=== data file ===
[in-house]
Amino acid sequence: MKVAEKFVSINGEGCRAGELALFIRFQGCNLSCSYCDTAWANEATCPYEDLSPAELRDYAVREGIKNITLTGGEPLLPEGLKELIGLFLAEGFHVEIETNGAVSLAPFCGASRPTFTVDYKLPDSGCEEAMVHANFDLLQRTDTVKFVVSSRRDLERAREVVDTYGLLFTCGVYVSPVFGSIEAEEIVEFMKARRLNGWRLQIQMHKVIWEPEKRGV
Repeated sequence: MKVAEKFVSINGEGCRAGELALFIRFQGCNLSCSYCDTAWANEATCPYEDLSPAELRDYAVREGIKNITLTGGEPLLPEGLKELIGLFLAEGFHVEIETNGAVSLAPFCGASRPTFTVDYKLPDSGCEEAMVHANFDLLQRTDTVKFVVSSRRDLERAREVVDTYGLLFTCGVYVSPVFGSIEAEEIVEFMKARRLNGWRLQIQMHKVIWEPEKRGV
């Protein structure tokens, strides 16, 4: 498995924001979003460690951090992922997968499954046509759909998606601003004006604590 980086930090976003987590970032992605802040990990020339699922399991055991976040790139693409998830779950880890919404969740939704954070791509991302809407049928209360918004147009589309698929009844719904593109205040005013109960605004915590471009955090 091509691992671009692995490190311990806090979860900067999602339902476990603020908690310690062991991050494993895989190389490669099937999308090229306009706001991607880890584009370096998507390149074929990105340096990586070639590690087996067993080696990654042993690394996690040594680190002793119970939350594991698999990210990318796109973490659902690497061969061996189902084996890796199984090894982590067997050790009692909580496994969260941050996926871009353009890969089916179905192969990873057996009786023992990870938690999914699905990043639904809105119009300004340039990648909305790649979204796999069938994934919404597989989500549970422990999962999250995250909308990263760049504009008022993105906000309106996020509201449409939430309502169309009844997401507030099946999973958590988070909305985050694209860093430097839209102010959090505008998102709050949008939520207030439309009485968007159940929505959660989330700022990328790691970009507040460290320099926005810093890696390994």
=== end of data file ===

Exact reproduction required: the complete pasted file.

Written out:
[in-house]
Amino acid sequence: MKVAEKFVSINGEGCRAGELALFIRFQGCNLSCSYCDTAWANEATCPYEDLSPAELRDYAVREGIKNITLTGGEPLLPEGLKELIGLFLAEGFHVEIETNGAVSLAPFCGASRPTFTVDYKLPDSGCEEAMVHANFDLLQRTDTVKFVVSSRRDLERAREVVDTYGLLFTCGVYVSPVFGSIEAEEIVEFMKARRLNGWRLQIQMHKVIWEPEKRGV
Repeated sequence: MKVAEKFVSINGEGCRAGELALFIRFQGCNLSCSYCDTAWANEATCPYEDLSPAELRDYAVREGIKNITLTGGEPLLPEGLKELIGLFLAEGFHVEIETNGAVSLAPFCGASRPTFTVDYKLPDSGCEEAMVHANFDLLQRTDTVKFVVSSRRDLERAREVVDTYGLLFTCGVYVSPVFGSIEAEEIVEFMKARRLNGWRLQIQMHKVIWEPEKRGV
């Protein structure tokens, strides 16, 4: 498995924001979003460690951090992922997968499954046509759909998606601003004006604590 980086930090976003987590970032992605802040990990020339699922399991055991976040790139693409998830779950880890919404969740939704954070791509991302809407049928209360918004147009589309698929009844719904593109205040005013109960605004915590471009955090 091509691992671009692995490190311990806090979860900067999602339902476990603020908690310690062991991050494993895989190389490669099937999308090229306009706001991607880890584009370096998507390149074929990105340096990586070639590690087996067993080696990654042993690394996690040594680190002793119970939350594991698999990210990318796109973490659902690497061969061996189902084996890796199984090894982590067997050790009692909580496994969260941050996926871009353009890969089916179905192969990873057996009786023992990870938690999914699905990043639904809105119009300004340039990648909305790649979204796999069938994934919404597989989500549970422990999962999250995250909308990263760049504009008022993105906000309106996020509201449409939430309502169309009844997401507030099946999973958590988070909305985050694209860093430097839209102010959090505008998102709050949008939520207030439309009485968007159940929505959660989330700022990328790691970009507040460290320099926005810093890696390994």